Maddenation

Enigmaramus

While listening to a Barenaked Ladies song the other day (in which they sing something about “an enigma wrapped in a mystery”), the word enigmaramus came to me (its first four syllables are already there). I imagined it as describing someone who’s so stupid you can’t even fathom their stupidity. It’s really just a sort of contraction to form a superlative of idiot. I was proud of myself for this discovery (since it wasn’t really an invention), but I also wondered if others before me might have discovered the same word. In the days of The Beatles and “Scrambled Eggs,” Paul McCartney had to survey music store owners to see if his tune was already written by someone else, but in these times, all I had to do was ask the Internet.

I realize that the word could be spelled enigmaramus or enigmoramus, and I checked both ways. The only mention I found of either version was a PDF document listing the Smithsonian National Museum of Natural History’s collection of Neuropterida (insects commonly known as Lacewings, Antlions, and Owlflies). One of their specimens is called Adelphohemerobius enigmaramus, and it lists the following information: OSWALD, 1994; Chile. It falls under the Family Hemerobiidae, under the heading “Neuroptera,” which may be the order, I dunno. It’s hard to find much on the notations, but I am deducing that Oswald is the discoverer of the lacewing (it turns out Hemerobiidae are lacewings). I could find no further information on this particular bug, I’ve tracked down Dr. Oswald to ask about the reasons behind the name. I’ll let you know.

Meanwhile, feel free to use the word enigmaramus whenever you’re so flustered by someone’s stupidity you don’t know what to do (or say).

PatrickWords01/01/04 2 comments

Comments

Patrick • 01/02/04 12:09 PM:

I got a reply from Dr. Oswald. Very nice fellow. Here’s what he says:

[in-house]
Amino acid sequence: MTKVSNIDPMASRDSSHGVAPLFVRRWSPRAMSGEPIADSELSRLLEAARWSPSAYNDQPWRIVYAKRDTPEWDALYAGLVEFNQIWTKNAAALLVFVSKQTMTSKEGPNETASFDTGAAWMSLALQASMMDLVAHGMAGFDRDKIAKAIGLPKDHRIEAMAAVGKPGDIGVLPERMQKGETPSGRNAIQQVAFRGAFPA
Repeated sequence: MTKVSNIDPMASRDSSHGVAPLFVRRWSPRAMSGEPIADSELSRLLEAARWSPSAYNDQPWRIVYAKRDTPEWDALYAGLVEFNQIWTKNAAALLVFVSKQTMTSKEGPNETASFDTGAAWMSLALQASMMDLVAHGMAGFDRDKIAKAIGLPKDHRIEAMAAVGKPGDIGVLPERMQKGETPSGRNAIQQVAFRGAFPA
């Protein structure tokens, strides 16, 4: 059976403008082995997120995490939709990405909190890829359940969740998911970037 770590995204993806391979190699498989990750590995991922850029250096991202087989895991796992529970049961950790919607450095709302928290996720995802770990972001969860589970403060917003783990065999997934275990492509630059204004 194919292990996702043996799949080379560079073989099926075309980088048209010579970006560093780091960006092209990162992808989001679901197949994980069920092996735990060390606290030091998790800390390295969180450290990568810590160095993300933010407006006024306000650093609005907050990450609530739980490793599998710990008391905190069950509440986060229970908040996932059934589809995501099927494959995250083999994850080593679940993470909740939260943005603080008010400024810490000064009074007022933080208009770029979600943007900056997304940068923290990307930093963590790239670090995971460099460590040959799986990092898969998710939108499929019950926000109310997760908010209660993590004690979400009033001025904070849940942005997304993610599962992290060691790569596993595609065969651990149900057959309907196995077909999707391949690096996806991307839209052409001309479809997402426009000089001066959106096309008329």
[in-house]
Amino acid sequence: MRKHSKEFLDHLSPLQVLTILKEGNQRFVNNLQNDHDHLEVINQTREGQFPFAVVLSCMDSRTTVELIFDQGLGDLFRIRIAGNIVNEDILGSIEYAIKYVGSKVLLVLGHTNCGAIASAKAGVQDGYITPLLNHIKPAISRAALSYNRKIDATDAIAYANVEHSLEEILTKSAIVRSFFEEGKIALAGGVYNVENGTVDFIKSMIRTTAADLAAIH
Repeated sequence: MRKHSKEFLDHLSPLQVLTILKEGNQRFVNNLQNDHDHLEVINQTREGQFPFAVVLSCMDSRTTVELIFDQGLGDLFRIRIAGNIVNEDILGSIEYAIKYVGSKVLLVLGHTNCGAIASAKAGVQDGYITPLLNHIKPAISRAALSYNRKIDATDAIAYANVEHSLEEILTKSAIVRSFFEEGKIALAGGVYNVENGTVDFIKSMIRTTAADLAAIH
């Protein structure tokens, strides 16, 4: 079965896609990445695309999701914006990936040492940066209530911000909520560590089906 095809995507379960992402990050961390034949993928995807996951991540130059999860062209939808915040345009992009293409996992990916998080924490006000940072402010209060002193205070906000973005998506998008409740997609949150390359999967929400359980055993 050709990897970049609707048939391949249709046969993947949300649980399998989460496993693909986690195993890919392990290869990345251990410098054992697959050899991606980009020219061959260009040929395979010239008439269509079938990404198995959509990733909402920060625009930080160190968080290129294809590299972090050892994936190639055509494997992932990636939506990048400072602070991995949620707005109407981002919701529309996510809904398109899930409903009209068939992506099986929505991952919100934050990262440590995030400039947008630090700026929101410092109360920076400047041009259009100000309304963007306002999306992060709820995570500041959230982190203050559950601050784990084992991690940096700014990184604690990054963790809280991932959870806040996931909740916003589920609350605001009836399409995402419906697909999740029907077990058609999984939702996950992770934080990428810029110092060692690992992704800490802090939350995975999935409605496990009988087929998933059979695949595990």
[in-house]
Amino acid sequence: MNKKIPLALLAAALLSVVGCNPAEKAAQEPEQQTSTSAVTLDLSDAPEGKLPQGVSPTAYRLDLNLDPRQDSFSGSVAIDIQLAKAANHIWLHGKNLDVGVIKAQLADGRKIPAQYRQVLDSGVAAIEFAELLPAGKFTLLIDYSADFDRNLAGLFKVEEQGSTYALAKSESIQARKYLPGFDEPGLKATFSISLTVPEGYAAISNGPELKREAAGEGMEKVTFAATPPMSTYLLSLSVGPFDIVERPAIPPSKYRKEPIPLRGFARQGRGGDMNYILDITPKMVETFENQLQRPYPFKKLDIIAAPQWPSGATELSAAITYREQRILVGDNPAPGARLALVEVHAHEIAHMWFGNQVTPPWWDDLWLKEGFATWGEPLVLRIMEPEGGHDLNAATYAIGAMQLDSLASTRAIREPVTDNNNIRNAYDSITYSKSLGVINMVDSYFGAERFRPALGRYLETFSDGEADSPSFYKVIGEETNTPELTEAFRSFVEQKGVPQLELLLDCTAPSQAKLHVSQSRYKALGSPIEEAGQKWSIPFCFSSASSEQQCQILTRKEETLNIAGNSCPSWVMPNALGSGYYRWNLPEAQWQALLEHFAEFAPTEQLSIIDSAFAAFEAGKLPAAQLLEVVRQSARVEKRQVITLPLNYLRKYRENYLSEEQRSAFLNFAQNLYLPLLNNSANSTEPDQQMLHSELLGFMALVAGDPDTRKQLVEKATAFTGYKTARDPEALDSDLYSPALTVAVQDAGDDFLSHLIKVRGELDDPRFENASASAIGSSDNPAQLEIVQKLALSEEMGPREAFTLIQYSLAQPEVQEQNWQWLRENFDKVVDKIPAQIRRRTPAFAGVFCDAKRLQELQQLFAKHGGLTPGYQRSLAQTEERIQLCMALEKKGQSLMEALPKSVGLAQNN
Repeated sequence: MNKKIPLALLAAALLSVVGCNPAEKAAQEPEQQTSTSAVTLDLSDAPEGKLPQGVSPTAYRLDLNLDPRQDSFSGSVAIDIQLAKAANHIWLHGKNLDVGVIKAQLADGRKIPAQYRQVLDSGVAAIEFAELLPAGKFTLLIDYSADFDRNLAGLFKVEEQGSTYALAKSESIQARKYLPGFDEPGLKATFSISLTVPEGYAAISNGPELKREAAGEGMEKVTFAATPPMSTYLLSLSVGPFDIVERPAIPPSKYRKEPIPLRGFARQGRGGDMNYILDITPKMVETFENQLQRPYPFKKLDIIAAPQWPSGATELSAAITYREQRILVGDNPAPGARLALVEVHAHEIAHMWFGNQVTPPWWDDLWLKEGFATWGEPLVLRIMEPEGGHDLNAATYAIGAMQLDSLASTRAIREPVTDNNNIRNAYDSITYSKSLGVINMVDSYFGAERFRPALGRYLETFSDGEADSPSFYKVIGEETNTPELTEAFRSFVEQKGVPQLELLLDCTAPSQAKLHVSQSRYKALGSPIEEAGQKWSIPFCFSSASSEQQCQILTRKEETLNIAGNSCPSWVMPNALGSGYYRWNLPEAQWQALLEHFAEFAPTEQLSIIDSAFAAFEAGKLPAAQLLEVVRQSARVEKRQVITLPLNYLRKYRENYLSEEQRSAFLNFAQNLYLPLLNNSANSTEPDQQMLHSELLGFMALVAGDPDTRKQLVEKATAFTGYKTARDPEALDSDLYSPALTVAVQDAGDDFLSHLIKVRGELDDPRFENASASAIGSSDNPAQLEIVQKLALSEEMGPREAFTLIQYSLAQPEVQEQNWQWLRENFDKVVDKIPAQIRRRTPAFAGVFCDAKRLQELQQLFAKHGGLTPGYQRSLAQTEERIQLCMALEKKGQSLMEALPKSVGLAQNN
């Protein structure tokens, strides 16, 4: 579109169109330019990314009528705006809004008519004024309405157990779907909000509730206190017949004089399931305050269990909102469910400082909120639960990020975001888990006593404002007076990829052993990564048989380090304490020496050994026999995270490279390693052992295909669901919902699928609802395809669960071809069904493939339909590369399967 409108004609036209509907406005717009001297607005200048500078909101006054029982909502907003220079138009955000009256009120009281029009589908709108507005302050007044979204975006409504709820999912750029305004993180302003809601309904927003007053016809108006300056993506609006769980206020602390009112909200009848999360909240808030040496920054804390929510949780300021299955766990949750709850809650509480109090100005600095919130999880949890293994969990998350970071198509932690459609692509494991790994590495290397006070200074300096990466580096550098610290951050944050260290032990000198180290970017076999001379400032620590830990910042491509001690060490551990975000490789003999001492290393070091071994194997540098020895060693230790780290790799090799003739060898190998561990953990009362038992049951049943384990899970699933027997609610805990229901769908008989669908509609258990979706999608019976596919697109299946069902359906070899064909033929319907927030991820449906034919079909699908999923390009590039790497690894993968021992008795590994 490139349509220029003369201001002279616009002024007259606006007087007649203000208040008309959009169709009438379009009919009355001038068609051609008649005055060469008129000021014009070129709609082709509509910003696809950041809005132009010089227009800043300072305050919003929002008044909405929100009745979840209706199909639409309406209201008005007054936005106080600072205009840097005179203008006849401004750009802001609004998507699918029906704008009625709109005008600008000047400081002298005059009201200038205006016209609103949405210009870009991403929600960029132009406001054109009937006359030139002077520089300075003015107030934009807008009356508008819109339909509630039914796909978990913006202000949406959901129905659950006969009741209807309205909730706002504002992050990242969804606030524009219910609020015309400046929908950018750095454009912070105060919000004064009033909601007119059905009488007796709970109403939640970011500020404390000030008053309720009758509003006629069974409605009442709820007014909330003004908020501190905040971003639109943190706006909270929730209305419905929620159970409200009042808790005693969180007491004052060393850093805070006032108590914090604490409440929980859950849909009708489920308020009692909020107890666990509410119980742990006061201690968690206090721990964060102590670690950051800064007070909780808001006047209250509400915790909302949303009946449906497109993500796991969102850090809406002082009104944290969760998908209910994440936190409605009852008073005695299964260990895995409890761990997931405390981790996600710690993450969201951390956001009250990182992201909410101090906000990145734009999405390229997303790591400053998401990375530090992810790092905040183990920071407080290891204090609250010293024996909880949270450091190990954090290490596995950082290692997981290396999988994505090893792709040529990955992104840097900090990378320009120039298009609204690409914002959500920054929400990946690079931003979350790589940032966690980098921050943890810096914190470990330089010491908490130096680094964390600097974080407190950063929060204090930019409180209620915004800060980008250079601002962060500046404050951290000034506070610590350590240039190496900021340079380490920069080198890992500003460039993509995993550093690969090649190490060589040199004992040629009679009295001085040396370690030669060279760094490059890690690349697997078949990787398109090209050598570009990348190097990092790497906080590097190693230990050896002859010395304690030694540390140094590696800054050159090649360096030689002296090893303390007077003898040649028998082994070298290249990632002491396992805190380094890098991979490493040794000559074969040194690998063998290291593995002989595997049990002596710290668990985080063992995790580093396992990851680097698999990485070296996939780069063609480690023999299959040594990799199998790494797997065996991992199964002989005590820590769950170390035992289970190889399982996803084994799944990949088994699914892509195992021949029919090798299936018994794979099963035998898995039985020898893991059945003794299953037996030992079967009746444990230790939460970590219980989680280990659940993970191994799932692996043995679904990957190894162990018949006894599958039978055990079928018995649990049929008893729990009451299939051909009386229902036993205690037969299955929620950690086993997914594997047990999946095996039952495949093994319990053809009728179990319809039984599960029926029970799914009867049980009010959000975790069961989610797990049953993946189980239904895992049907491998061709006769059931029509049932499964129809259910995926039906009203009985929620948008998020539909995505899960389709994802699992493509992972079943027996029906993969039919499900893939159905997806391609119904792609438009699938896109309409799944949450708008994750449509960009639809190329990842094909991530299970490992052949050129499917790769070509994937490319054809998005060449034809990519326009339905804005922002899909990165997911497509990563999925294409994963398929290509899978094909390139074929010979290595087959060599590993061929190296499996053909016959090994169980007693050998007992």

I share your interest in etymology and language—some things that I derived from my father who was an avid crossword puzzler. The etymology of Adelphohemerobius enigmaramus is fairly straightforward from classical roots:

Adelphohemerobius: Adelpho- (Gr. adelphe, sister) + -hemerobius (Hemerobius, a hemerobiid genus-group name), in reference to the position of its type species as the cladistic sister-group to all other extant hemerobiids known at the time of its description.

enigmaramus: enigma- (L. aenigma, a riddle or something obscure) + -ramus (L. ramus, branch), in reference to the form of the forewing radial vein, which is unique among extant hemerobiids in having only one (not several) wing-vein branches arising obliquely from the R1 vein. This character was particularly puzzling to me when I first encountered it because the presence of >1 oblique branches from the R1 had been considered as the primary “family-level” character of the insect family Hemerobiidae for the past 50-100 years.

Incidentally, this scientific name tries to follow the “classical” pattern of scientific names (perhaps not much adhered to these days…) of a Greek-derived generic name and a Latin-derived species name. I’m a biologist, not an English major, so I don’t know if my compounding and coinage would follow all the forms of the ancients (e.g., elision, connecting vowels, etc.), but I try…

Isn’t the Internet great? In spite of its problems and misuses (spam, smut, and other four-letter s-words), it allows total strangers to connect, even briefly, in interesting ways, like this.

Dad • 04/01/07 2:15 PM:

I think it’s interesting that ignoramus, which has come to mean an extremely ignorant person, is Latin for “we do not know” and has been used as the grand jury verdict when they determine there is insufficient evidence to indict. So the “ramus” part of the word is merely an ending that changes the word ignorare to the plural “first person present indicative.” Technically, enigmaramus ought to mean “we are puzzled.”

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